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Sirrah Enterprises, LLC v. Wunderlich

Court of Appeals of Arizona, First Division

June 16, 2016

SIRRAH ENTERPRISES, LLC, an Arizona Corporation, Plaintiff/Counterdefendant/Appellant,
v.
WAYNE and JACQUELINE WUNDERLICH, husband and wife, Defendants/Counterclaimants/Appellees.

         Appeal from the Superior Court in Yavapai County No. P1300CV20070399 The Honorable David L. Mackey, Judge

          Bremer Whyte Brown & O'Meara, Phoenix By John J. Belanger, Paul O. Mittelstadt Counsel for Plaintiff/Counterdefendant/Appellant

          The Adams Law Firm, PLLC, Prescott By Jeffrey R. Adams Counsel for Defendants/Counterclaimants/Appellees

          Judge Randall M. Howe delivered the opinion of the Court, in which Presiding Judge Kent E. Cattani and Judge Samuel A. Thumma joined.

          OPINION

          HOWE, Judge

         ¶1 This appeal is based on a construction contract dispute between Sirrah Enterprises, LLC ("Sirrah") and Wayne and Jacqueline Wunderlich (collectively, "the Wunderlichs"). Sirrah succeeded in a jury trial on a breach of contract claim against the Wunderlichs and was awarded damages, but the Wunderlichs succeeded on a counterclaim for breach of the implied warranty of workmanship and habitability and were awarded much greater damages. The trial court awarded attorneys' fees to the Wunderlichs as the prevailing party and denied Sirrah prejudgment interest on its award. Sirrah appeals from that judgment.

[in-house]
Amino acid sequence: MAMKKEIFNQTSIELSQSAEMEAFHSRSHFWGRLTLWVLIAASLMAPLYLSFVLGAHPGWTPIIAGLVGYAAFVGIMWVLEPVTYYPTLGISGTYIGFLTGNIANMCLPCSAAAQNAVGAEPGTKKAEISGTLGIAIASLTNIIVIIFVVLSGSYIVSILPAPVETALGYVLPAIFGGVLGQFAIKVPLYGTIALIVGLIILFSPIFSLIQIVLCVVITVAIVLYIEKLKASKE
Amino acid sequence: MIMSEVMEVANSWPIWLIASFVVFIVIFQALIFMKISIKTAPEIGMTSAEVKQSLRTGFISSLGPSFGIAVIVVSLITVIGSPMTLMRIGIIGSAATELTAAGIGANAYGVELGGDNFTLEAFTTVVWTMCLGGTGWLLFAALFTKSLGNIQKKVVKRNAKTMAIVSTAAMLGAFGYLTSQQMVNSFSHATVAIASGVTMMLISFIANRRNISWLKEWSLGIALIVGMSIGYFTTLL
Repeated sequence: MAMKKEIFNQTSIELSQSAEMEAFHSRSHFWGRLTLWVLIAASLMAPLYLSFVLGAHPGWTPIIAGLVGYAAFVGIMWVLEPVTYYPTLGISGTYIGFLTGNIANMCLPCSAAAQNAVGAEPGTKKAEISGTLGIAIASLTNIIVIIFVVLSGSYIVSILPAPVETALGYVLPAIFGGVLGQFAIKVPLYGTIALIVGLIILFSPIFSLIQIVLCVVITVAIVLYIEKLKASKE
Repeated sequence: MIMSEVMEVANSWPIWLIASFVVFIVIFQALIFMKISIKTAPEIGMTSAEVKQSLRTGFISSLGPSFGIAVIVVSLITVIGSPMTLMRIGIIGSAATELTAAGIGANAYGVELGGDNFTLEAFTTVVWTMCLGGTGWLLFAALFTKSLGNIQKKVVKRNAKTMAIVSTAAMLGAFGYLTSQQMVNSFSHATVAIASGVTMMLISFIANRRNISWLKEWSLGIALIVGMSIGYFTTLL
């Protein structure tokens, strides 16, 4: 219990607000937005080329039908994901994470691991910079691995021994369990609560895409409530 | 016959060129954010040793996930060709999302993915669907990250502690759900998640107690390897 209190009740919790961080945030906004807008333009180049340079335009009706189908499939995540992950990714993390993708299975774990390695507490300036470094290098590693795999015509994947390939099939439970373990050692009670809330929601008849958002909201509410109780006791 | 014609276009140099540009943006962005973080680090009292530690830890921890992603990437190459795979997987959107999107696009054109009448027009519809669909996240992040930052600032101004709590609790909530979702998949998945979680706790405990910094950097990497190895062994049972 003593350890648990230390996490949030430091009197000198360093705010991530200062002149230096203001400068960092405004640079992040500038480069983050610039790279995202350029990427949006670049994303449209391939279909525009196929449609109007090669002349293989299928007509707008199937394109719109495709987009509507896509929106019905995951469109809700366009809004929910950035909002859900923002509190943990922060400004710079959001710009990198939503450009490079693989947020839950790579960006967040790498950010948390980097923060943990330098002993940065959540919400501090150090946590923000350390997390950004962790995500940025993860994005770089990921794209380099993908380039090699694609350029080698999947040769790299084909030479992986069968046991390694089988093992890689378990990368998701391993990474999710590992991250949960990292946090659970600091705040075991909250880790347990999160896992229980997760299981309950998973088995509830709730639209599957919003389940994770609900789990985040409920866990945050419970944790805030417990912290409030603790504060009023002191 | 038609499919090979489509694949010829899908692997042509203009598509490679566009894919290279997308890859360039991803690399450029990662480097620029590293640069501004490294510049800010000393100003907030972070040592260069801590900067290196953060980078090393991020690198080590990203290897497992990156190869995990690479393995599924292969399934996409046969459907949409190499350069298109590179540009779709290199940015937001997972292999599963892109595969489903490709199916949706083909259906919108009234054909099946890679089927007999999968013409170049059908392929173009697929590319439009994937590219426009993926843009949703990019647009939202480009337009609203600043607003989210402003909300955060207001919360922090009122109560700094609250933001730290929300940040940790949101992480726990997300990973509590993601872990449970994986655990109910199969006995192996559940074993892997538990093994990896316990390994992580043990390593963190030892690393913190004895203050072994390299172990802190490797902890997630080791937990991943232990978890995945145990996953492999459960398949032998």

¶2 We hold that the trial court did not err by awarding the Wunderlichs attorneys' fees because the implied warranty of workmanship and habitability was an implied term of the construction contract and the nature and size of the jury's award for the breach of that warranty made the Wunderlichs the prevailing party in the dispute. We also hold, however, that the trial court erred in denying Sirrah prejudgment interest on its breach of contract claim because Sirrah timely requested interest and was entitled to it.

         FACTS AND PROCEDURAL HISTORY

         ¶3 In April 2006, the Wunderlichs contracted with Sirrah, a licensed contractor, to construct a basement and exterior walls for a house on the Wunderlichs' property. Under the contract, the Wunderlichs were to pay Sirrah the actual cost of construction plus fifteen percent, which at the time of the contract Sirrah estimated would total $68, 582. The contract also specified that any amounts due to Sirrah "shall accrue interest at the rate of one and one-half percent per month from the date due until paid." Finally, the contract's attorneys' fees provision stipulated that "in the event either party . . . is required to retain the services of an attorney to enforce any term or provision of this agreement, the prevailing party shall be entitled to and the losing party shall pay all expenses and costs including reasonable attorneys' fees incurred by the prevailing party."